28 October 2007 | gradyharp
'All the world's a stage, and all the men and women merely players'
It is refreshing to rest assured that Shakespeare remains a viable writer and no matter how his plays are manipulated or 'updated' or altered or interpreted, his majesty of the English language remains intact and the impact of his ideas and words sustain even the most bizarre reconsiderations. Such, for this viewer, is the case of MACBETH as condensed for the screen by writer/actress Victoria Hill and directed with intensity and sensitivity of communication by Geoffrey Wright. The result may seem to be a bloody mad feud suggesting a majority of the teen driven films of today, but consider the source: imagining Shakespeare's MACBETH without the gore would mean the meat had been removed.
Transferred from Scotland to Melbourne, Australia, the well-known fight for kingship among the Scots is transposed to be the turf struggle for supremacy in the underworld gangland of Melbourne. The script and the direction make this transposition work, using the original dialog from the play, placing it in the voices and bodies of an all-Australian cast, to the point that the allegiance of the actors as to place is far less important than the telling of a powerful tale of ambition. Sam Worthington makes an enigmatic yet strong Macbeth, well paired by Victoria Hill as his conniving and ultimately mad wife Lady Macbeth: the two form a chemistry that serves the original intent of the author well. The many characters who rise and fall in the wake of the ambition of Macbeth tend to blend a bit because of the condensation of the script, but Gary Sweet as the doomed Duncan, Steve Batoni as Banquo, and Lachy Hulme as Macduff are particularly fine. The three witches whose predictions drive the play here become nude seductresses and are well interpreted by Miranda Nation, Chloe Armstrong, and Kate Bell.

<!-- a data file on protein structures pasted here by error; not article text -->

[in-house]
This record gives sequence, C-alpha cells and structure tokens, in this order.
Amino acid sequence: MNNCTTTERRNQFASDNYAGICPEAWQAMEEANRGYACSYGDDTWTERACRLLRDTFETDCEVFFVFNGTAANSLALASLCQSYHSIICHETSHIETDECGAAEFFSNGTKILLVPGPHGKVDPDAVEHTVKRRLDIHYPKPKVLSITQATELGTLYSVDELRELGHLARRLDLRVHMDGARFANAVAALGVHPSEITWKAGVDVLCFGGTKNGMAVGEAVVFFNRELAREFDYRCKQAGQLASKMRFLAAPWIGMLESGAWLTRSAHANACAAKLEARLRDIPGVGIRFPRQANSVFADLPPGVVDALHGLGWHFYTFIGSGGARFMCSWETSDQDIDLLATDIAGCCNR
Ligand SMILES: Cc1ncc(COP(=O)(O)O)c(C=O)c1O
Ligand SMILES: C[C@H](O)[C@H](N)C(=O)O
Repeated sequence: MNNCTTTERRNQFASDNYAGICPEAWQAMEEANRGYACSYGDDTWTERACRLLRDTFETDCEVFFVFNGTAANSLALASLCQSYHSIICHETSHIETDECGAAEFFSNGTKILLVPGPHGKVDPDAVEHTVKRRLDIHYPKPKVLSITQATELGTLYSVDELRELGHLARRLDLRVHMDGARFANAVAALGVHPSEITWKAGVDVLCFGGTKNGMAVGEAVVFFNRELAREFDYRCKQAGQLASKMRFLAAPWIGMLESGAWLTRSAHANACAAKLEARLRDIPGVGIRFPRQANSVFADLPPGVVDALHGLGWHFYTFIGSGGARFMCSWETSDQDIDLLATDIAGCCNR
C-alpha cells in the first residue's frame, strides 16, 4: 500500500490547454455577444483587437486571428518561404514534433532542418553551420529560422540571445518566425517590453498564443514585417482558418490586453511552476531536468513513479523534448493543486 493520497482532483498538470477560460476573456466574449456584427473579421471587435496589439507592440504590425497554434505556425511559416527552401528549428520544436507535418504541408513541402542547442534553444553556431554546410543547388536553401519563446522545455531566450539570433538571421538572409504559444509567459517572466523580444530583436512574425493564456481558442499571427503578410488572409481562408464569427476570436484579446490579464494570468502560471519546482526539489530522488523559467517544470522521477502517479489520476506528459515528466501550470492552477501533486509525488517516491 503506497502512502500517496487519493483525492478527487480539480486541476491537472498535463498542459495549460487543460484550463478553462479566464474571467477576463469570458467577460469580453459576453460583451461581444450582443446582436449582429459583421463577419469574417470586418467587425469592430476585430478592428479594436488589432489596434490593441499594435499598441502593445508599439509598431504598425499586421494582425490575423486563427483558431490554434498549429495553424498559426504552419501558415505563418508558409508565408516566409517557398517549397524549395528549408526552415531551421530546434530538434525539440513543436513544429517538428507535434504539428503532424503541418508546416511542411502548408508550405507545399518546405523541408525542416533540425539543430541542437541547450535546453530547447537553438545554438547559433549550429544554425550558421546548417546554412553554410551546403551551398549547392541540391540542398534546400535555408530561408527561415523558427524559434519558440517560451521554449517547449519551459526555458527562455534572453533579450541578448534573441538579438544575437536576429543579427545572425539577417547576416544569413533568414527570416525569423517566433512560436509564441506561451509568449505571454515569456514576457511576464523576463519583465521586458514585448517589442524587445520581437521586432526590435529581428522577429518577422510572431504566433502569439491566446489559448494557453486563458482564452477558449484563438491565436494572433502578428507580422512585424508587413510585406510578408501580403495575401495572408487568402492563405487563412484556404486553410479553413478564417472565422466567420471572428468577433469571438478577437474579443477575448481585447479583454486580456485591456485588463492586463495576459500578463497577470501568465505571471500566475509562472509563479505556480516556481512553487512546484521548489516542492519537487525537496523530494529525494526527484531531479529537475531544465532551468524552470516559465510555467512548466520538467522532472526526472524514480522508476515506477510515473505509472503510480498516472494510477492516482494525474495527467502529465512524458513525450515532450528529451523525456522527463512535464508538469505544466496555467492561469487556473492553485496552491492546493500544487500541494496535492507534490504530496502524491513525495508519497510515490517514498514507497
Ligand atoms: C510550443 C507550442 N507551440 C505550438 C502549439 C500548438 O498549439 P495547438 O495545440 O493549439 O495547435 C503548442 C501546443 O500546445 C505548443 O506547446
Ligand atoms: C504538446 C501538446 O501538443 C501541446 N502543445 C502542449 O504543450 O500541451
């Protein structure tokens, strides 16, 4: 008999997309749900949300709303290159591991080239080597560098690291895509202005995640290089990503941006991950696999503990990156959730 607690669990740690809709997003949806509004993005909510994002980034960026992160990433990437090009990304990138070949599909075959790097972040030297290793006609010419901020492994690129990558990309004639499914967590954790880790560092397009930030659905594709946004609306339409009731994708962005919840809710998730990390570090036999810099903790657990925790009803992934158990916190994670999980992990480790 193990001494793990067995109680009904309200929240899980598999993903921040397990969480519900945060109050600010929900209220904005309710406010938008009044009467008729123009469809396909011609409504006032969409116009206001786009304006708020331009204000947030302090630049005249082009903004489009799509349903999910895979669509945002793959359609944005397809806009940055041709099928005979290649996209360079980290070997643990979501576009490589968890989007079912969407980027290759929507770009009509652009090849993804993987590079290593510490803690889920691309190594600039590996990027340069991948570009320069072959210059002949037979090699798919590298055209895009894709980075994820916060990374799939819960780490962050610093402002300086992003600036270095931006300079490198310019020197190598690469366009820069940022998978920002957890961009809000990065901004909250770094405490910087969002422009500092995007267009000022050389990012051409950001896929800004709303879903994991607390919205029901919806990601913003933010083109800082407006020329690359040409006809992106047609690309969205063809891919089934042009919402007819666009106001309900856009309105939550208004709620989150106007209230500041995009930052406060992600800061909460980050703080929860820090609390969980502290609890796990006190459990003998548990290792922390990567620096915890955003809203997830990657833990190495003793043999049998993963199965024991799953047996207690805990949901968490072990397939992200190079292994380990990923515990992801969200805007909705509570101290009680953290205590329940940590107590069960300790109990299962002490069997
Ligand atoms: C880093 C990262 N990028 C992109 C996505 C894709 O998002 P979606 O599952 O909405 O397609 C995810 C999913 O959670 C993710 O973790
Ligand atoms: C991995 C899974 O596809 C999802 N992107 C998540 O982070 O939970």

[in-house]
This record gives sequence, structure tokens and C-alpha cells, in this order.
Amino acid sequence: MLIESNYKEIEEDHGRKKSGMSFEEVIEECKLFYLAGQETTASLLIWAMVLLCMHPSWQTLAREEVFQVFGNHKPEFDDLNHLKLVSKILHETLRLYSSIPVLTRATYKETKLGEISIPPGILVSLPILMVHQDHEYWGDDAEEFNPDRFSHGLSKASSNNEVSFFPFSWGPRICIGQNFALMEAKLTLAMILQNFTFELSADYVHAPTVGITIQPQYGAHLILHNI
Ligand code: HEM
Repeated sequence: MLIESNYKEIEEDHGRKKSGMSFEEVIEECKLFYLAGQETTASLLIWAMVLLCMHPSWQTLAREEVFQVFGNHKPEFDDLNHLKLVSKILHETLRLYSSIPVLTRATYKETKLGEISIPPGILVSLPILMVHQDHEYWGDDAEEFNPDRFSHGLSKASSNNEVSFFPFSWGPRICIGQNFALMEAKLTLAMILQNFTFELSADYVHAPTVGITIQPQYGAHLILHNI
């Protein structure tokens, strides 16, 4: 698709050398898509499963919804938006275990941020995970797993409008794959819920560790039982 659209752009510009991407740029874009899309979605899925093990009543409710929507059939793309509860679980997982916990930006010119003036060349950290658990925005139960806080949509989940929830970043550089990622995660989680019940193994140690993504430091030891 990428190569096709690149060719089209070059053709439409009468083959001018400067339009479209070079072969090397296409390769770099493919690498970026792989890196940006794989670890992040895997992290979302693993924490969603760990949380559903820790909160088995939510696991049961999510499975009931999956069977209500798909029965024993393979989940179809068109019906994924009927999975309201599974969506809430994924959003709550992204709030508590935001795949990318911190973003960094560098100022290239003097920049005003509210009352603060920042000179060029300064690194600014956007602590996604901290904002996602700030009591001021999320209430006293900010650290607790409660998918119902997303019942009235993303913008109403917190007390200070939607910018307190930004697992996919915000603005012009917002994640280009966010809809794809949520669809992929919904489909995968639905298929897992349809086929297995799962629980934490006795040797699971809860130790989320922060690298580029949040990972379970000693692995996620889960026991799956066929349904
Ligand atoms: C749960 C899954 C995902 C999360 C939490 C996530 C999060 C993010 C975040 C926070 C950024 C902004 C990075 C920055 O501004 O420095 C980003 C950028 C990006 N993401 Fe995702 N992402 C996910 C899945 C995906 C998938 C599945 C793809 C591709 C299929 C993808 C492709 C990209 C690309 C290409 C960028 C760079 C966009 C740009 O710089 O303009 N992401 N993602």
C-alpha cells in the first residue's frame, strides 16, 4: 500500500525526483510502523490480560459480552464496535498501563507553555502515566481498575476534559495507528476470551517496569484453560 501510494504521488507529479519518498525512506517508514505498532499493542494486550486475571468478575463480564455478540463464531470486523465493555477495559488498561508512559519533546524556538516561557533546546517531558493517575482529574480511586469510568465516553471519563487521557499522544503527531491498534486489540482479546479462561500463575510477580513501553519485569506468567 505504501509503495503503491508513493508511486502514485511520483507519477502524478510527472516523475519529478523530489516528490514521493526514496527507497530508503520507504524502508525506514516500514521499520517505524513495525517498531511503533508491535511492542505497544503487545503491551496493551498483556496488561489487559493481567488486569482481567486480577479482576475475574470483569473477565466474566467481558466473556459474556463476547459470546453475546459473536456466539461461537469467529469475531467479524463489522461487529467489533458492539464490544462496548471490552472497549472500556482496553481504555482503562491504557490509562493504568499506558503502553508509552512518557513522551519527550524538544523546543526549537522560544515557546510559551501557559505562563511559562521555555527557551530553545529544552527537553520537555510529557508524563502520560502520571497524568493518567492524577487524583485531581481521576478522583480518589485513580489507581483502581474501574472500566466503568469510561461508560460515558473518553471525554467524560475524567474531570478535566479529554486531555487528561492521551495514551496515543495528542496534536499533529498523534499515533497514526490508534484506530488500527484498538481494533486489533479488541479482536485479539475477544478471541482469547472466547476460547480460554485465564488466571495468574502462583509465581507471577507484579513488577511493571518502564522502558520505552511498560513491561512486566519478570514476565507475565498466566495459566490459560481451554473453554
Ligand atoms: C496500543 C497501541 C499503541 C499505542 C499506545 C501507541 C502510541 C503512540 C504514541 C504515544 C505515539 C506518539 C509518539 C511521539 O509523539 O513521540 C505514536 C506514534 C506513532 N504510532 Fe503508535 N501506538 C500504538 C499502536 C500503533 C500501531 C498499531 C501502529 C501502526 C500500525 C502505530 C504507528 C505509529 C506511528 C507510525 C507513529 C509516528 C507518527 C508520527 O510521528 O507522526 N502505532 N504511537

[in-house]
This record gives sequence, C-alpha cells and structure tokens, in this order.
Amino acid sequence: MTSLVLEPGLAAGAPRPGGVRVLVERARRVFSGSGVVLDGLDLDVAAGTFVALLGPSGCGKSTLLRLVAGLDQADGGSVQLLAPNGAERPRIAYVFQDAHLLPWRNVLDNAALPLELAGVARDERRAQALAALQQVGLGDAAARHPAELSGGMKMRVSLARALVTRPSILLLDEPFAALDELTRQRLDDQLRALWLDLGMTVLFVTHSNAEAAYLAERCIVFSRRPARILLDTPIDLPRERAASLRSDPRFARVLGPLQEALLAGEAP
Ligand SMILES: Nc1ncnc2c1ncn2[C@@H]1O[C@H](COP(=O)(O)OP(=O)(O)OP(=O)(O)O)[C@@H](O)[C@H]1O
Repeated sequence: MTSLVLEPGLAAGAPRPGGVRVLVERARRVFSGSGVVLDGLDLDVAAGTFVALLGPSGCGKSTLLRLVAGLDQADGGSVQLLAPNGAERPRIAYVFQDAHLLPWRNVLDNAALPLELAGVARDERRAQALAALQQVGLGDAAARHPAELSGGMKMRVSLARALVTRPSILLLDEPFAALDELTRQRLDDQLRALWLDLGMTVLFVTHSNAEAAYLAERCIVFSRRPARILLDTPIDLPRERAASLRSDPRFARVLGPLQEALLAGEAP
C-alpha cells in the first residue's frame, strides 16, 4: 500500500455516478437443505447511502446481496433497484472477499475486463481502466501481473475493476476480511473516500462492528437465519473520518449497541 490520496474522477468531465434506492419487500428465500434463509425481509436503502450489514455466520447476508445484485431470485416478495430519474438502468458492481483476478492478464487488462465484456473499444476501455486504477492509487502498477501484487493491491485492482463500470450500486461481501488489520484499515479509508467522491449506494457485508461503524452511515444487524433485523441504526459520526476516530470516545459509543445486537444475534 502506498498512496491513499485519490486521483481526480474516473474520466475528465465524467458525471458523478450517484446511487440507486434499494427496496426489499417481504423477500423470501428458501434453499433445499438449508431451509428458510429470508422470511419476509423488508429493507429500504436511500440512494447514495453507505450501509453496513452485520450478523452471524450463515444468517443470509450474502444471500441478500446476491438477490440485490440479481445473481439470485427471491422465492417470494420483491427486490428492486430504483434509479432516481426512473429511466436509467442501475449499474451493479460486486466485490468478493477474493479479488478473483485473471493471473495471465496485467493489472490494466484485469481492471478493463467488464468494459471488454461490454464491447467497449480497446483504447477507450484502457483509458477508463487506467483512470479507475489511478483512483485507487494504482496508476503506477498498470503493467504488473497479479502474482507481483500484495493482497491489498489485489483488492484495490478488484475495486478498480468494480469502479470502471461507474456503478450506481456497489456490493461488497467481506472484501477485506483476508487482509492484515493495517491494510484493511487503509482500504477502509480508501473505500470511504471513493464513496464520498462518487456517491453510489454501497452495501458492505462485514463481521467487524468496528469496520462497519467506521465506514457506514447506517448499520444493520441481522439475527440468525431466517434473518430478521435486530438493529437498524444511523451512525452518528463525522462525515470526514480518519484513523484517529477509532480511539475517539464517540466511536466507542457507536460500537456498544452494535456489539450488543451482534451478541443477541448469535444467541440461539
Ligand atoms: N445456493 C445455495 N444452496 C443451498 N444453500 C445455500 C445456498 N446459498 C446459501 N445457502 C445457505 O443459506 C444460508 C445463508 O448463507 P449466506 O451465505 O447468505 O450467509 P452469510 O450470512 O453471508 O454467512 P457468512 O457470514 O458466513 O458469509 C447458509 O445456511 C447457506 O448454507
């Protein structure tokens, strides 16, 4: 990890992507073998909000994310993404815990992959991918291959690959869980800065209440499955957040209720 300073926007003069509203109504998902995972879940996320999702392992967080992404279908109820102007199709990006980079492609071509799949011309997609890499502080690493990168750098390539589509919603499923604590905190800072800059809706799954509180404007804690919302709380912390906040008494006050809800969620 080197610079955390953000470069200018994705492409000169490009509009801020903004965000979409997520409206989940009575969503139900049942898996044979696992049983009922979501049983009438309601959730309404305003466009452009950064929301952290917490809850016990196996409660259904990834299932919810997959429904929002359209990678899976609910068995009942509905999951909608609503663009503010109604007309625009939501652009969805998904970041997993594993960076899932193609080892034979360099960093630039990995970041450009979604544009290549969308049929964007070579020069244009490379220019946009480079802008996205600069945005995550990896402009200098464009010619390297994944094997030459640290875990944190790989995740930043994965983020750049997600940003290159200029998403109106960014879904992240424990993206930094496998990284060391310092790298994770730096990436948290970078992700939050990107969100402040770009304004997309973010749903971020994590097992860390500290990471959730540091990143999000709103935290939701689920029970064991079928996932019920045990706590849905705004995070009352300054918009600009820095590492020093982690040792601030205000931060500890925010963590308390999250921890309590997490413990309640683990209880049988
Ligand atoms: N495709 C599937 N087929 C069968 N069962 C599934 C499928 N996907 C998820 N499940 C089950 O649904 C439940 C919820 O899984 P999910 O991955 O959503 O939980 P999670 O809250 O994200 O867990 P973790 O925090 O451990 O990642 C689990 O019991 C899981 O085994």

The battle scenes are appropriately gruesome and the musical score that accompanies this film is an odd mixture of rock and piano transcriptions of Beethoven symphony movements. With the bracing cinematography by Will Gibson it all works well. Unfortunately the Shakespearean language can become lost with the heavy Aussie accents and subtitles would have been helpful. But if your television set has that subtitle option available, this small defect can be overcome. Yes, it helps to know the original play well in order to fully appreciate the transposition, but the script and cast and director make a fine case for involving even the uninitiated into the power of MACBETH. Worth your time, this. Grady Harp